Clifford Stoll once remarked, “It’s no coincidence that drug addicts and computer aficionados are both called ‘users.’” According to a 2018 Deloitte survey, smartphones are U.S. consumers’ most favored mobile device. People are more glued to computers than ever, and our favorite computers can make calls, send text messages and travel with us everywhere.
But even though we love our phones, we don’t always love our phone service providers. Many people continue to express dissatisfaction with telecommunication companies. Out of almost 600 survey participants, more than 50 percent said that if companies like Google, Facebook, Apple or Amazon offered widely available phone services at affordable prices, they would switch.
Providing a positive 5G user experience could be the key to overturning these negative perceptions.
For many years, telecom companies did not have to overstress about the user experience they were providing. They utilized a simple business model: build the biggest network you can and charge people according to the demands they made on it. The companies made most of their revenue through voice calls (with a premium charge for long-distance). This system worked for decades.
As wireless connectivity developed and began to evolve, things began to change. Streaming and online services began encroaching on territory previously held by telecommunication companies. Now, with services like Netflix, Amazon and Apple using telecom capabilities as a platform to offer their own solutions and subscriptions, thereby cutting into the telecoms’ revenue, telecom companies need to be innovative in terms of their services and capabilities. They need to lean into the new generation of wireless: 5G.
In a Jabil-sponsored survey of more than 200 telecommunication stakeholders, 60 percent expressed confidence that 5G will be mainstream within two years. We’ve already discussed at length how 5G will benefit several key industries, but this technology also poses several advantages to individual consumers: faster speeds, lower latency, greater coverage…this list goes on. Telecoms can take advantage of these capabilities to improve the experience for their users. Download the full report.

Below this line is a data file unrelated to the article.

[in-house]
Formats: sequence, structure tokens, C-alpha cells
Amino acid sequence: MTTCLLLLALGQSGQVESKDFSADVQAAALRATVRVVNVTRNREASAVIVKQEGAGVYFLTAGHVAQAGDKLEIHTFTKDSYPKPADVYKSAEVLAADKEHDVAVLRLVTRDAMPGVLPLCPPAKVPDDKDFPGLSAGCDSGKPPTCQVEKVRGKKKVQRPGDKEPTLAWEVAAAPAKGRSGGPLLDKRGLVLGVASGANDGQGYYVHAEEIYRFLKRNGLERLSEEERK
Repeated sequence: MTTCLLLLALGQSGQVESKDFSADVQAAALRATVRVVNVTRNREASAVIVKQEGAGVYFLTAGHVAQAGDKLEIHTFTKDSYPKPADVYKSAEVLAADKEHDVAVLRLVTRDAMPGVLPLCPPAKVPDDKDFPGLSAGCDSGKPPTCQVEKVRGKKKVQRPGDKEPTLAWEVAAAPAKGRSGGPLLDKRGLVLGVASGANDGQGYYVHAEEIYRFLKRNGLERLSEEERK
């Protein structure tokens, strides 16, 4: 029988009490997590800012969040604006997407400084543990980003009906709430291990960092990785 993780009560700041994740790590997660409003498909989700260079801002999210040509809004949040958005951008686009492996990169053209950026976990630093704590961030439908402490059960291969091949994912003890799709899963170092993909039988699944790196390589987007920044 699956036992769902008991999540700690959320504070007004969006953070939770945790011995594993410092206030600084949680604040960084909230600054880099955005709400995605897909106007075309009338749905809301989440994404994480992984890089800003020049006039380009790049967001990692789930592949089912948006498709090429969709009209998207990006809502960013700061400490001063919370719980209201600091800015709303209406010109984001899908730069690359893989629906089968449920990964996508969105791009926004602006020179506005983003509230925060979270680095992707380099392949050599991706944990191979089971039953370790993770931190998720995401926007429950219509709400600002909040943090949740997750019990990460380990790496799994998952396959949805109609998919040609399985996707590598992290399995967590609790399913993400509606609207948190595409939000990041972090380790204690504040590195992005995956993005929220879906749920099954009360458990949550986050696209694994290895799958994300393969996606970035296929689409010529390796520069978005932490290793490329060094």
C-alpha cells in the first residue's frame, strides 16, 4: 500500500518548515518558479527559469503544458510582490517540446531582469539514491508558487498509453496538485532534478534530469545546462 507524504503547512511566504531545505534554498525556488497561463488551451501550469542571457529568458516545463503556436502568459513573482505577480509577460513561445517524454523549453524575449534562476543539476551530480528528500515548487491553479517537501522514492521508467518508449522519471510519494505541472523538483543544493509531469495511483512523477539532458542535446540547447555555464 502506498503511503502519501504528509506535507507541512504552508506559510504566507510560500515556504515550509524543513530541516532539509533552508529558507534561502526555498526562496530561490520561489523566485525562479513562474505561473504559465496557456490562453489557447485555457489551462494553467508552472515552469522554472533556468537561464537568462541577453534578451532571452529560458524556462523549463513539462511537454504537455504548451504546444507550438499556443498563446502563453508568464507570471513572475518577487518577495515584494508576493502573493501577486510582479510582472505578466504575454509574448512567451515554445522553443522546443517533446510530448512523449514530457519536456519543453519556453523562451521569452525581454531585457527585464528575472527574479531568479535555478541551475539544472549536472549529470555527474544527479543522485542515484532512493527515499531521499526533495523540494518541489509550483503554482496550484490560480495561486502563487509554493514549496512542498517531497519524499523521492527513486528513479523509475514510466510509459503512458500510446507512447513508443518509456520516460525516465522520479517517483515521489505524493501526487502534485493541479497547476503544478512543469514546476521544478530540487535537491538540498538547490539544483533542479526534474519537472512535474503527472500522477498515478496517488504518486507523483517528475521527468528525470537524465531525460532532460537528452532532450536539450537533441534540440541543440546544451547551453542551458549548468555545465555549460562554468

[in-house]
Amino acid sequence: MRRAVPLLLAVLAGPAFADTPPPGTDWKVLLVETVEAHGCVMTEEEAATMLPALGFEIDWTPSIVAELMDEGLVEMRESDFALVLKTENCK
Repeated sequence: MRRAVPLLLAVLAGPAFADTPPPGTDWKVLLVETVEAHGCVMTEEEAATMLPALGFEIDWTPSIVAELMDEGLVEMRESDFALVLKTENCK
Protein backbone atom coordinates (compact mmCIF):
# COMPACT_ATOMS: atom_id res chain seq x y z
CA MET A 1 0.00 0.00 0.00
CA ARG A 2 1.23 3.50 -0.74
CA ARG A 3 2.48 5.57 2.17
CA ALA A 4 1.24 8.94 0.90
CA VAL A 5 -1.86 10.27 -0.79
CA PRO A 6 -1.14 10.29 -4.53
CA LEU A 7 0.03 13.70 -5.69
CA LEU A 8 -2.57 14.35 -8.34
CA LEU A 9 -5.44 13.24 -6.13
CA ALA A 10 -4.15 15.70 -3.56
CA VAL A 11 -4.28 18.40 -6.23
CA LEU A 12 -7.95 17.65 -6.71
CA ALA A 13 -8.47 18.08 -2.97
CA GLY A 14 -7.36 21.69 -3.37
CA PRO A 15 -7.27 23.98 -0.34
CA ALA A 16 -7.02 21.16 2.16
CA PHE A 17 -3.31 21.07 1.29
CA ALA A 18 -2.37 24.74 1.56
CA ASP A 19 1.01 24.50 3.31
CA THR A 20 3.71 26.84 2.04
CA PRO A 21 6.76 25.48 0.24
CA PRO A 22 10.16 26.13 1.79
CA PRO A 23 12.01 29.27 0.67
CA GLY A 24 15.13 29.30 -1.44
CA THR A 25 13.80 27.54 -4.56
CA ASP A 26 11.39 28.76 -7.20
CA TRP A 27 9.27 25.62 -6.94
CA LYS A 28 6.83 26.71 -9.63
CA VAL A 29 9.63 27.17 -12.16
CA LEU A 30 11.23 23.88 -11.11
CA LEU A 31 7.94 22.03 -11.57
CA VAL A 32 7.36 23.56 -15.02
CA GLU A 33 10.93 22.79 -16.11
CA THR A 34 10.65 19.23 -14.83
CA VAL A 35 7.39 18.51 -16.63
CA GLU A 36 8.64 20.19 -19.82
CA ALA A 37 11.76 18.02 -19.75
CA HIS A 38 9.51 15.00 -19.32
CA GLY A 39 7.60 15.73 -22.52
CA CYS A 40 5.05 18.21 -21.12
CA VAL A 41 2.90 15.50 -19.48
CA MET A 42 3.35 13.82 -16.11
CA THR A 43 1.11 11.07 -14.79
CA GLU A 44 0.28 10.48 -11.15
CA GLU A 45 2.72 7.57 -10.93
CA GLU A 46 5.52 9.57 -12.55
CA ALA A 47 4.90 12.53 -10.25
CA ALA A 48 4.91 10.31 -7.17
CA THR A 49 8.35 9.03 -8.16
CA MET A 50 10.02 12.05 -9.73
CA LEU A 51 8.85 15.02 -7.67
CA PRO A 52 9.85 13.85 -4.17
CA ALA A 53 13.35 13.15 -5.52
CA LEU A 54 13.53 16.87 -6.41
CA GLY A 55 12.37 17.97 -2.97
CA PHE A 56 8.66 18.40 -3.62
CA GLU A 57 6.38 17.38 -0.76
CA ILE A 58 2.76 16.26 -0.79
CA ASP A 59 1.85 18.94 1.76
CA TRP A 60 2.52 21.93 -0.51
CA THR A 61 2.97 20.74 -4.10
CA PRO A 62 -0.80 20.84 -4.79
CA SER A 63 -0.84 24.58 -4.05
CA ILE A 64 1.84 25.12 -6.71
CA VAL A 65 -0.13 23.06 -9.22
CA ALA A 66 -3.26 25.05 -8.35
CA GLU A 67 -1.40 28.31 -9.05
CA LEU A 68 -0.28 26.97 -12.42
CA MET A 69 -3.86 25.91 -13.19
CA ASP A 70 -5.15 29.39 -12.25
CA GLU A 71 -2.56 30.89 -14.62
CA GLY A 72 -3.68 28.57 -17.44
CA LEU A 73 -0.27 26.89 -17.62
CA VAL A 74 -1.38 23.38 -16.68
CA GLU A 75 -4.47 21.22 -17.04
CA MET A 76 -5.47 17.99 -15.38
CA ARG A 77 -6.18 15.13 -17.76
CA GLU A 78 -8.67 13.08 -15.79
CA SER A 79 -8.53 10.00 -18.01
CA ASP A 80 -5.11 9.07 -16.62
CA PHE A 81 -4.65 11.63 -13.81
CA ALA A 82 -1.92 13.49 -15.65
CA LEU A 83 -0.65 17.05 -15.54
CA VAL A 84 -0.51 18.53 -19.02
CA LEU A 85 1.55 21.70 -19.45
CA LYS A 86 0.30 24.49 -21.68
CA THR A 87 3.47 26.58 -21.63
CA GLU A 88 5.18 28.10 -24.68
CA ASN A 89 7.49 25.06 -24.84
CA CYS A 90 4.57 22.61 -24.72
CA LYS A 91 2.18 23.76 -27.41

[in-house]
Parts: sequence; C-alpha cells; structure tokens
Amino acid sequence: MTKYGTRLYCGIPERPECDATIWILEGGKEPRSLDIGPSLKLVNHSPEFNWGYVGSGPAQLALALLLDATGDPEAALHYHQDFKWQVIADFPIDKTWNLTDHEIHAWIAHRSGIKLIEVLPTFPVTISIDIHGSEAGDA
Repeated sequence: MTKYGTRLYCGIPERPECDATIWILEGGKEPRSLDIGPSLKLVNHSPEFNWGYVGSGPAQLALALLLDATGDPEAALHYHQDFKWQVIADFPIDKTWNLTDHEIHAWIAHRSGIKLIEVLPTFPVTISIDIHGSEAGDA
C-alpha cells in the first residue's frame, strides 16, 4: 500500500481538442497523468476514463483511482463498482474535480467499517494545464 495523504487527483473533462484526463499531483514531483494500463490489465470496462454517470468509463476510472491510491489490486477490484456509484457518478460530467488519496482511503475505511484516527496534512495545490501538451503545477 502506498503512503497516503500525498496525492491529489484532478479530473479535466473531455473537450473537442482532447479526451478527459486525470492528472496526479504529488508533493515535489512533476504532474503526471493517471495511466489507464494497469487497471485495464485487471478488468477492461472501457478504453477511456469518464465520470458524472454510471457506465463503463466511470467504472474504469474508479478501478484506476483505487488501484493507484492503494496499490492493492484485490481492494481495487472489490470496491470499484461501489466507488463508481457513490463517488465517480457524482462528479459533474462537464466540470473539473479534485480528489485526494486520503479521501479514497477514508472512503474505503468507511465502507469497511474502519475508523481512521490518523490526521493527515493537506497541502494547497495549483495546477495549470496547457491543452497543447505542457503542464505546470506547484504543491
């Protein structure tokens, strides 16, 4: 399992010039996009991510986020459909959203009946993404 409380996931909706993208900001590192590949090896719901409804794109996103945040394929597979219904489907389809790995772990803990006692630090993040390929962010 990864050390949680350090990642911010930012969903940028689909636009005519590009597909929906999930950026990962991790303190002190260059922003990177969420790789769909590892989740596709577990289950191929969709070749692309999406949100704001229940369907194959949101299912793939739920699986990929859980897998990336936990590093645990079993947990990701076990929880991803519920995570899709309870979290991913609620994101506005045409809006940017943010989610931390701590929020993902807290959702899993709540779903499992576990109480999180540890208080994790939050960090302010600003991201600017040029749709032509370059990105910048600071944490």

Although customers may not fully realize or appreciate all the potential applications and new services 5G will provide, they are willing to invest in technology that will solve an existing pain point. And one of the most common pain points is a desire for a faster, more seamless experience.
In our survey, participants voted faster, better video as the biggest short-term driver of 5G. Video is currently the most consumed media type online, garnering at least 60 percent more engagement than alternative forms of content.
A clear, uninterrupted phone call won’t inspire customers to make another phone call, but a seamless video may prompt them to play another. With 5G, the time it takes to download a full-length film will be reduced to seconds.
Can you picture a world where buffering doesn’t exist? Where you never have to watch a loading screen slowly inch toward 100 percent? Even though this outstanding level of performance is hard to imagine, it’s possible with 5G and one of its three primary drivers: enhanced mobile broadband (eMBB).
Consumers are expending mobile data more than ever; according to Ericsson, globally, data traffic in networks has grown at an annual rate of 65 percent over the last five years, and between 2017 and 2023, the rate of data usage is projected to increase at a compound annual growth rate of 40 percent, assuming the current grid.